UPDATE: One of those arrested dies in police custody.
In one-in-three countries worldwide (34%), some level of government limits proselytizing - sharing about one's faith in an attempt to get another person to join the faith - according to a recent study by the Pew Research Center.
Government limits on proselytizing vary greatly by region, as shown in the chart below. They are most common in the Middle East and North Africa, where 80% of countries impose limits. Sometimes restrictions are de facto rather than explicitly legal. In Egypt, for instance, proselytizing is not limited by law, but the U.S. State Department reports that "police have in the past detained or otherwise harassed those accused of proselytizing on charges of ridiculing or insulting the three 'heavenly religions' - Islam, Christianity, or Judaism - or inciting sectarian strife."
More than half the governments in Asia-Pacific (56%) impose restrictions on proselytizing. In Indonesia, for example, the government’s Guidelines for the Propagation of Religion bar most proselytizing, and Article 156 of the Criminal Code makes spreading heresy and blasphemy punishable by up to five years in prison.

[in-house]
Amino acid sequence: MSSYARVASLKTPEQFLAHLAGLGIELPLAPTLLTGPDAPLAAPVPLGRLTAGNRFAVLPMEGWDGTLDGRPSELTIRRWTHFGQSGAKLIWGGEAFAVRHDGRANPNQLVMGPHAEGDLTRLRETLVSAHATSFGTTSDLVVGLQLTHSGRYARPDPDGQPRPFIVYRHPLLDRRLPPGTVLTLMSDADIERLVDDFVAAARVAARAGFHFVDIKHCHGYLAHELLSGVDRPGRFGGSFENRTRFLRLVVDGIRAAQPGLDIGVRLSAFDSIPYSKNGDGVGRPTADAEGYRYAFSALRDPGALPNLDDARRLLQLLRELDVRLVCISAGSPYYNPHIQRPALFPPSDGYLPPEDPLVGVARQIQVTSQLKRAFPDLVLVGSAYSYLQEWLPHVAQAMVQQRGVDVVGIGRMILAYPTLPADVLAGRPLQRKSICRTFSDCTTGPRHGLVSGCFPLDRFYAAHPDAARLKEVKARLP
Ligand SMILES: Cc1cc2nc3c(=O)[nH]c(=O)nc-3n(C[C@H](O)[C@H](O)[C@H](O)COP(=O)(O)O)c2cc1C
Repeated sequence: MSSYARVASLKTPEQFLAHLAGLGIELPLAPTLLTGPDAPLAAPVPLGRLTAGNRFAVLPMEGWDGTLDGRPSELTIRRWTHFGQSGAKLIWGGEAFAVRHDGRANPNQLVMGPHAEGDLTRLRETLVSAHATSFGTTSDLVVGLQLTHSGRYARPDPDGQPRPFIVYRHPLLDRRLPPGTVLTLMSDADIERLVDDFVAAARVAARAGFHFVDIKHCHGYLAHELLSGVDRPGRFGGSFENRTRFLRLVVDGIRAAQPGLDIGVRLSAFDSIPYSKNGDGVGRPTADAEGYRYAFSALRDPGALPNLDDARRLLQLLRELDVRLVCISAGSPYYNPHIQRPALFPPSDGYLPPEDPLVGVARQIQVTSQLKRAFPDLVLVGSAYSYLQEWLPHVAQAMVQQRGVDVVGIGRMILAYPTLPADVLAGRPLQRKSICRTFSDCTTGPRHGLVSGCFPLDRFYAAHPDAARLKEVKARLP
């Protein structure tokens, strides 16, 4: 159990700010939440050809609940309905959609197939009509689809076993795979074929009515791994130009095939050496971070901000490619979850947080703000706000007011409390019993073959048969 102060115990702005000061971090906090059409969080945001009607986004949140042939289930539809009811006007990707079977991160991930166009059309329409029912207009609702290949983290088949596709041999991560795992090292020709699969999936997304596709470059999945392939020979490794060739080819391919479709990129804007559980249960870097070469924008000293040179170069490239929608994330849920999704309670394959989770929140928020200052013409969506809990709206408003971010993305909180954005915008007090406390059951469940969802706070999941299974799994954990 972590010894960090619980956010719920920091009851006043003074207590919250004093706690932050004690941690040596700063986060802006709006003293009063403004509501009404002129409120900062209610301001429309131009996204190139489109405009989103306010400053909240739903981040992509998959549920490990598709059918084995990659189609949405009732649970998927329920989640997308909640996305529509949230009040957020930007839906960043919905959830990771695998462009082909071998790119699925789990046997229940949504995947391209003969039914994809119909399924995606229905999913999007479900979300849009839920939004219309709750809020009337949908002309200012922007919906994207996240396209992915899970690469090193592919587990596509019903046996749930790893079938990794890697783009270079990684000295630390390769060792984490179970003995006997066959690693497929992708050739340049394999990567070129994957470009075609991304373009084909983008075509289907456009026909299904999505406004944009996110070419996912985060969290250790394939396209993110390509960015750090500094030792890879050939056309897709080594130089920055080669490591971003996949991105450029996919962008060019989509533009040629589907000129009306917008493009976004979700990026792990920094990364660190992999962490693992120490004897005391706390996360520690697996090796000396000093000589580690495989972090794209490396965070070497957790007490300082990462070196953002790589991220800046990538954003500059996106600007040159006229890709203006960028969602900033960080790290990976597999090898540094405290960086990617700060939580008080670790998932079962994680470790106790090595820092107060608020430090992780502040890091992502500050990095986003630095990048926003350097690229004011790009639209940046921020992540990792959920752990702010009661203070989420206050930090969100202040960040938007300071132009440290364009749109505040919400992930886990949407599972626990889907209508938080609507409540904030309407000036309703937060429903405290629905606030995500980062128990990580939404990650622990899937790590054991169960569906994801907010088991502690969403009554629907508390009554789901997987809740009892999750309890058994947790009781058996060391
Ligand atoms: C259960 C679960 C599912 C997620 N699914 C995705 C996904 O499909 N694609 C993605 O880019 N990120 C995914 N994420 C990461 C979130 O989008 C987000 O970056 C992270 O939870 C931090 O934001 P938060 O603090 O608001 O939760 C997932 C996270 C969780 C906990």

More than one-in-five (22%) European governments or government representatives imposed restrictions on proselytizing, including Greece, where the constitution and law forbid proselytizing. However, as of mid-2010, there were fewer reported cases where Greek police detained people for proselytizing.
In sub-Saharan Africa, 19% of governments limit proselytizing. Sometimes these limitations do not specifically use the term "proselytizing." For example, Sierra Leone’s Constitution stipulates that “for the purposes of protecting the rights and freedoms of other persons,” there should be no “unsolicited intervention of the members of any other religion.” This could be taken to mean that members of one religion should not try to proselytize members of other religious groups.
Only 9% of countries in the Americas limit proselytizing. For instance, the government of Venezuela limits Venezuelan or foreign missionary groups from working in indigenous areas.
For background on proselytizing, see UN Special Rapporteur Heiner Bielefeldt's recent report to the UN General Assembly on the right to try to convert others by means of non-coercive persuasion. Also see previous Weekly Number Blogs noting that social hostilities are more than twice as high in countries that (a) limit conversion or (b) penalize apostasy.
* The arrests were widely reported in the media, including the BBC, Reuters, Al Jazeera, USA Today, AP, Fox, the Guardian, and South Korea's Yonhap News. Those arrested include an Egyptian, a South African, a Korean and a Swede who was traveling on a U.S. passport.